L.A. Mayor Backs Less Strict Alarm Plan
Homeowners and business owners should be allowed two false
burglar alarms before they would need to verify a break-in
for police response, proposed Los Angeles Mayor James Hahn
July 15. This is a compromise in the months-long debate
about whether the Los Angeles Police Department has the
resources to continue answering burglar alarms.
Under the proposed policy, owners would also be charged for all false alarms and would be cited for having alarms without police permits. Deputy Mayor Roberta Yang said the compromise was designed to balance scarce police resources with the need for security, reported Los Angeles Times.
The matter will now go to the police commission. Tami Cantania, public information director for the police commission, said the panel had no comment on the proposal, but would discuss the matter at its meeting July 22.
The deputy mayor said the current proposal was developed in conjunction with commission staff and other city agencies, the article stated. The new policy would reduce police responses to false alarms by more than 50 percent, she said. She said advocates were confident that the commission would “give it a fair hearing.”
In January the commission approved a new policy that would have ended police response to unverified burglar alarms. The policy brought criticism from residents and business owners, who complained that they would be left unprotected.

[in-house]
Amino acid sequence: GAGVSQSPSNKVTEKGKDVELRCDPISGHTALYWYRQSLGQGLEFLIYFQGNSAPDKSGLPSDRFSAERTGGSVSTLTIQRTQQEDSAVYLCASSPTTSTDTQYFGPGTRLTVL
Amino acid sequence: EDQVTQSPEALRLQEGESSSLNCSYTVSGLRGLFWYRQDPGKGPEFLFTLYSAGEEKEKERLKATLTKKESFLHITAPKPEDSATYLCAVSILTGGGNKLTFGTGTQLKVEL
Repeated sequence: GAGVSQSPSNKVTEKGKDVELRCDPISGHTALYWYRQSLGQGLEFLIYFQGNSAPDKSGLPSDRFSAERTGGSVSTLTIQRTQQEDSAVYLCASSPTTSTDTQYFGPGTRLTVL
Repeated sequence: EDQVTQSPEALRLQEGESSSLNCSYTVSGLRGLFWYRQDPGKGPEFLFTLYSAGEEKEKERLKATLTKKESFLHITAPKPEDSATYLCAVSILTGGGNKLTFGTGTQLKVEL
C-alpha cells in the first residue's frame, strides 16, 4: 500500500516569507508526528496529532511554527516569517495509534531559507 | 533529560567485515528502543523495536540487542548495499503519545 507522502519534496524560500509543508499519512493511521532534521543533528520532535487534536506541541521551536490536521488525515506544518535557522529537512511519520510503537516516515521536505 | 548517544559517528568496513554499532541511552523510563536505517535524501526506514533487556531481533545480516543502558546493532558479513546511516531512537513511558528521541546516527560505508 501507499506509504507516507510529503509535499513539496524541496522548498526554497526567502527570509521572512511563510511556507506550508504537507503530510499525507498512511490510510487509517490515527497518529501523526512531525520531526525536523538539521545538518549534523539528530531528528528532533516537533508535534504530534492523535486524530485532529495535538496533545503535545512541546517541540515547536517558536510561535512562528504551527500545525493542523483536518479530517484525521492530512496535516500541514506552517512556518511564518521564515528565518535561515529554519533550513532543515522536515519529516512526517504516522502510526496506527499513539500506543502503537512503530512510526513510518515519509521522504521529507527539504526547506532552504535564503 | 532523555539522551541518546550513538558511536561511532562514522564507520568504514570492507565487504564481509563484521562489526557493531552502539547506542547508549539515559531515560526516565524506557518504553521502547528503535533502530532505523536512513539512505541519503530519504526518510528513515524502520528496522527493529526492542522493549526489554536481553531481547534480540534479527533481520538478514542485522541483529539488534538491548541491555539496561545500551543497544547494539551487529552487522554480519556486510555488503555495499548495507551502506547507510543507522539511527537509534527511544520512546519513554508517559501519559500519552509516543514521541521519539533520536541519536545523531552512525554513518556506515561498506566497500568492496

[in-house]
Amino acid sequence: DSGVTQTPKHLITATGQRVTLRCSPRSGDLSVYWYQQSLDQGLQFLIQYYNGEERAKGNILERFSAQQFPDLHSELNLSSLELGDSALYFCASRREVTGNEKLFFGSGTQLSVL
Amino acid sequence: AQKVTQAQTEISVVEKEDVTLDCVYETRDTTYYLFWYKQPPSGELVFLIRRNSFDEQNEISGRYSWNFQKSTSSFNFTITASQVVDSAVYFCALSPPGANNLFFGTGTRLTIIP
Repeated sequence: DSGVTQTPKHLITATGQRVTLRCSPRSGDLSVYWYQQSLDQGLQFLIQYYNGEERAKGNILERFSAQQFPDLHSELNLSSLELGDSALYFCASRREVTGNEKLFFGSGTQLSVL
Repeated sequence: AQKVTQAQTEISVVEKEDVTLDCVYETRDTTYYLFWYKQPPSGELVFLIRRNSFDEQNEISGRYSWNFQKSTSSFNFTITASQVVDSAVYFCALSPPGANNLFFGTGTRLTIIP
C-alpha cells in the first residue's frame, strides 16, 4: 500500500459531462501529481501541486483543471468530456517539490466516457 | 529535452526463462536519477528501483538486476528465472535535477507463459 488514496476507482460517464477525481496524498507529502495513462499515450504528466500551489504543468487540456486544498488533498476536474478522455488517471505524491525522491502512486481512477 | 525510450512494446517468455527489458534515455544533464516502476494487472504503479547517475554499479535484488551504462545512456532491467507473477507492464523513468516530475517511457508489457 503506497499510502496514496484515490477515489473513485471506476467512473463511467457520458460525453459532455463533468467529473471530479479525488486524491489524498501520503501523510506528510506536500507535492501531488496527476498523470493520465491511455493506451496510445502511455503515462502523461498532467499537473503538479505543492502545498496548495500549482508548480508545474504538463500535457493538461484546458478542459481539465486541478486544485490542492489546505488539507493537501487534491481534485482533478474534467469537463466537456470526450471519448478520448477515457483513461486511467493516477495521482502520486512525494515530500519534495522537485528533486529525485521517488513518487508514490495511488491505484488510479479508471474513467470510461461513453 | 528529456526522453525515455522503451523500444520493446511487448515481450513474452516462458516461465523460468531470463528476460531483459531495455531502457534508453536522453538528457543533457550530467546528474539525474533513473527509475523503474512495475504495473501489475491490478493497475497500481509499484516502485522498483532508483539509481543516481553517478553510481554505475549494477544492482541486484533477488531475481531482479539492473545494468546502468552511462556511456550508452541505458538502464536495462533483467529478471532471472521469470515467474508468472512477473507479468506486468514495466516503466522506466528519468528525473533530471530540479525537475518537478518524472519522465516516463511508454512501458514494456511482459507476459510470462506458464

The alarm industry also contested the policy, stating having police not respond to alarms jeopardizes the public safety for all alarm owners in the city. But police officials said the Los Angeles Police Department was wasting patrol time responding to false alarms, which last year made up 92 percent of alarm calls.
Implementation of the new policy was put on hold while a city task force studied the matter. Last month, the task force proposed a “three strikes” policy that would have allowed three false alarms, but the commission declined to adopt that proposal.
Councilwomen Janice Hahn and Wendy Greuel, who have urged the LAPD to modify its policy, said July 15 that they would lobby the police commissioners to back the mayor’s proposal. “This is a lesson learned that you never give up,” Greuel said, according to the Times. “I appreciate the leadership of the mayor on this to break the logjam.”
Councilwoman Hahn noted that the city could increase its revenue under the proposal, which would stiffen the enforcement of false alarms. “This is really a comprehensive solution,” she said.
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